“When people see a strong horse and a weak horse,” Osama bin Laden once said, “by nature, they will like the strong horse.” Bin Laden’s statement provides the title, thesis, and motivation for the policy recommendations in Lee Smith’s new book, which examines—in the words of the subtitle—“power, politics, and the clash of Arab civilizations.” Smith is a Middle East correspondent for The Weekly Standard.
The thesis of The Strong Horse is that “violence is central to the politics, society, and culture of the Arabic-speaking Middle East”—a centrality that predates the rise of Islam, which has failed to attenuate it. Smith draws on the insights of Ibn Khaldun, the 14th-century Muslim historian, for articulation of what he calls “the strong horse principle,” namely, that “history is a matter of one tribe, nation, or civilization dominating the others by force until it, too, is overthrown by force.” Against those who argue that the Middle East is violent because of intermeddling by the Great Powers or because of the provocations of the Jewish state, Smith points to a long line of violent conflicts between Islamic traditions and between and among Arab nations that have no obvious connections to either the West or Israel.
The policy recommendation motivated by this thesis is that if America desires the democratization of the region, it must play the strong horse. “[T]he Americans, as long as they have the will to stay, should understand that he who punishes enemies and rewards friends, forbids evil and enjoins good, is entitled to rule, and no other. There is no alternative, not yet anyway, to the strong horse.”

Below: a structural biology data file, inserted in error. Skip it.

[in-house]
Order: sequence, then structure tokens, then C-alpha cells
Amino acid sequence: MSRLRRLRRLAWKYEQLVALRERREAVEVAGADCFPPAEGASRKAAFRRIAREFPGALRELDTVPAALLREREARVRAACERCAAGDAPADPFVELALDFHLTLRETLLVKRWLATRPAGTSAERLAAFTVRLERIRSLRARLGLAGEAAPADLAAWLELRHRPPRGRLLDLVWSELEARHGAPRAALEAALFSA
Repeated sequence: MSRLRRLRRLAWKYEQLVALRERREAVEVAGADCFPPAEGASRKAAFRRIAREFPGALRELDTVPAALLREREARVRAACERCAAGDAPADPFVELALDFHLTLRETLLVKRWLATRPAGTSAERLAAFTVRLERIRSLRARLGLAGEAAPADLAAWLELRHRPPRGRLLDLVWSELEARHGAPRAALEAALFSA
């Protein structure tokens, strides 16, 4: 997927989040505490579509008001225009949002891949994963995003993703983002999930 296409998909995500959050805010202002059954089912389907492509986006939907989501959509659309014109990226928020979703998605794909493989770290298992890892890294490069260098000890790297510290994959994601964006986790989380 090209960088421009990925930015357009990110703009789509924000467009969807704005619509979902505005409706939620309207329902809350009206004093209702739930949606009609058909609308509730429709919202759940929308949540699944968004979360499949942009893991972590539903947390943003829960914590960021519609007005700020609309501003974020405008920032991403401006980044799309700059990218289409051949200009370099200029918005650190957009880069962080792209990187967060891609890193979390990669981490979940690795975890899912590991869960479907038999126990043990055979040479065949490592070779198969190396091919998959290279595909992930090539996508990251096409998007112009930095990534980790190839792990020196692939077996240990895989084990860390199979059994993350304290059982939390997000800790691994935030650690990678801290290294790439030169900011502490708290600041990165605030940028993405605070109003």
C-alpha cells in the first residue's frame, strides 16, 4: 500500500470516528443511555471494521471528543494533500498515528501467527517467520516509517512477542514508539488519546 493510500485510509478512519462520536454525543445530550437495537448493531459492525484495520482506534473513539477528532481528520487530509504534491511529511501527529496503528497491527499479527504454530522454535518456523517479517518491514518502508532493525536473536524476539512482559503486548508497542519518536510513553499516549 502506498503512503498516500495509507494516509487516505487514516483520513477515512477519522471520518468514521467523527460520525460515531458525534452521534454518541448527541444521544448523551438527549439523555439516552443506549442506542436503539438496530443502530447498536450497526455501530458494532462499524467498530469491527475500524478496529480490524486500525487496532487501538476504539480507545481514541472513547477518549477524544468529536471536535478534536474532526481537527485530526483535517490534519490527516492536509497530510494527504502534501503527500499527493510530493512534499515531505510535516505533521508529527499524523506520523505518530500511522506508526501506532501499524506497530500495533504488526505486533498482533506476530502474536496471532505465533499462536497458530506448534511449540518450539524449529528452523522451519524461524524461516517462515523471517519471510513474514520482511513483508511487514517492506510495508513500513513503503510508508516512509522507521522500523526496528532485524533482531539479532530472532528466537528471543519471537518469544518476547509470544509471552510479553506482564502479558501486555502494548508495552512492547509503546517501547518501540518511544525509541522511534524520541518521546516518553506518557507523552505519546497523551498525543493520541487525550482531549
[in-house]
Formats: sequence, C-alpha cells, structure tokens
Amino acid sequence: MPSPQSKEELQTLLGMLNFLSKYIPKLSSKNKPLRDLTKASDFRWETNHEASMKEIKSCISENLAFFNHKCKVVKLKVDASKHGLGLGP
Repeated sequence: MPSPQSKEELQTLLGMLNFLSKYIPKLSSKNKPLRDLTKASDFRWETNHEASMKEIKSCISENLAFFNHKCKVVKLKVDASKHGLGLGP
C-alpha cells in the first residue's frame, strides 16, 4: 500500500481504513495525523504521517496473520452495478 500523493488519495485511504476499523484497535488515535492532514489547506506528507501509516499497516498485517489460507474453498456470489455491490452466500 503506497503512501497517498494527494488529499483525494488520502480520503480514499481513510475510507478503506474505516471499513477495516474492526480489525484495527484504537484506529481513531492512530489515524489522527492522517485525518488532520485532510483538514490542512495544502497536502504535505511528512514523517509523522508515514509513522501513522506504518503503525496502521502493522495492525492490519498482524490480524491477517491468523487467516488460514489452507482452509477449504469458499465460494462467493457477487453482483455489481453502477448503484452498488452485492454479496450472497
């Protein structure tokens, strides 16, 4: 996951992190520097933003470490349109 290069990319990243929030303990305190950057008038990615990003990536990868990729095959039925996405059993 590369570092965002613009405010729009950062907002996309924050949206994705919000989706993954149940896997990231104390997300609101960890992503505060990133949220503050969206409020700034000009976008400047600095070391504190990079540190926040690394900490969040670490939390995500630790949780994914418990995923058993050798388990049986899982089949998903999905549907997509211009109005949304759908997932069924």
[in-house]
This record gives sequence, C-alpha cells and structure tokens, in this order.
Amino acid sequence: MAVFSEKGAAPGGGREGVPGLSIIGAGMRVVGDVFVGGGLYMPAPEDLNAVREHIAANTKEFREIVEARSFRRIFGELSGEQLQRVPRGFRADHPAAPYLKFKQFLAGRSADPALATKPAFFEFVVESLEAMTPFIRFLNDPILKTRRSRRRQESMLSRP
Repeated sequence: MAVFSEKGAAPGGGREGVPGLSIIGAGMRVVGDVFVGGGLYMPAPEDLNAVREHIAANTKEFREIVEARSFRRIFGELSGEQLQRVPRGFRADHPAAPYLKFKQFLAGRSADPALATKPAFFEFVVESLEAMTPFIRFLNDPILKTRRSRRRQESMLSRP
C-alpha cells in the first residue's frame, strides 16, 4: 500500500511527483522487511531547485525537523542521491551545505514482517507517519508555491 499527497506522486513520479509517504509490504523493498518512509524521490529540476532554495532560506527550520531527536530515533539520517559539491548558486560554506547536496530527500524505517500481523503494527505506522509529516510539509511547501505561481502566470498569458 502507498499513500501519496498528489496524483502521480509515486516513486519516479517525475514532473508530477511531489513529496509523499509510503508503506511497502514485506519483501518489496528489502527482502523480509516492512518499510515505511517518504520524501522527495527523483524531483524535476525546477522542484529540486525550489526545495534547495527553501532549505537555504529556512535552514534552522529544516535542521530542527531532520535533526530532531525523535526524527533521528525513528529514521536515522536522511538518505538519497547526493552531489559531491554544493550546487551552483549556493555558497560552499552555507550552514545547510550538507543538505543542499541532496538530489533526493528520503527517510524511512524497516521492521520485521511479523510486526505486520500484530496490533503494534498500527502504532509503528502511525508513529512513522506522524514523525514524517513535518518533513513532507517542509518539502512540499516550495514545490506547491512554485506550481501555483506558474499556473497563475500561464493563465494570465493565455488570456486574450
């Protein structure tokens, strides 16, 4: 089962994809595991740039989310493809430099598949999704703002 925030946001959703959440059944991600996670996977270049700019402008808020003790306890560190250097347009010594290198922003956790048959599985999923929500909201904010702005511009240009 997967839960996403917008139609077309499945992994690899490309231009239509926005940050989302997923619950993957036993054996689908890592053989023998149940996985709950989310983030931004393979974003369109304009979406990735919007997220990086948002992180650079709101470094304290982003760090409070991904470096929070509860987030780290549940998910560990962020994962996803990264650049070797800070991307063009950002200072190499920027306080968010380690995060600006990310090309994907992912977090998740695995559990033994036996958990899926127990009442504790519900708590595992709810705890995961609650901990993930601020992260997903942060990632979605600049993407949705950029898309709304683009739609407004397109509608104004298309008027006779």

The Strong Horse makes its case, in parts, by means of travelogue, personal interview, historical narrative, religious commentary, and sociological observation. Smith is a journalist, and The Strong Horse is a masterpiece of reportage.
My guess, however, is that The Strong Horse will fail to satisfy a number of readers for a variety of reasons. For example, readers who are inclined to view the Middle Easterners as victims of Western colonialism will not be delighted to see the Arabs treated as moral agents whose actions are shaped by their own deepest convictions, rather than deformed by the predatory actions of the “Great Powers.” Readers who hope for diplomatic solutions to problems in the Middle East will not be happy to see how important a strong American military presence is to the accomplishment of that objective. And pro-democracy readers will not appreciate Smith’s statement that “while all men may be entitled to life, liberty, and the pursuit of justice, they do not all seek it, for some, as the resistance proudly proclaims, love death more than life.” In other words, there’s something for everyone to dislike in Smith’s book.
Whether that dislike arises from certainty that Smith is wrong or the anxiety that he is right, only you the reader can decide.
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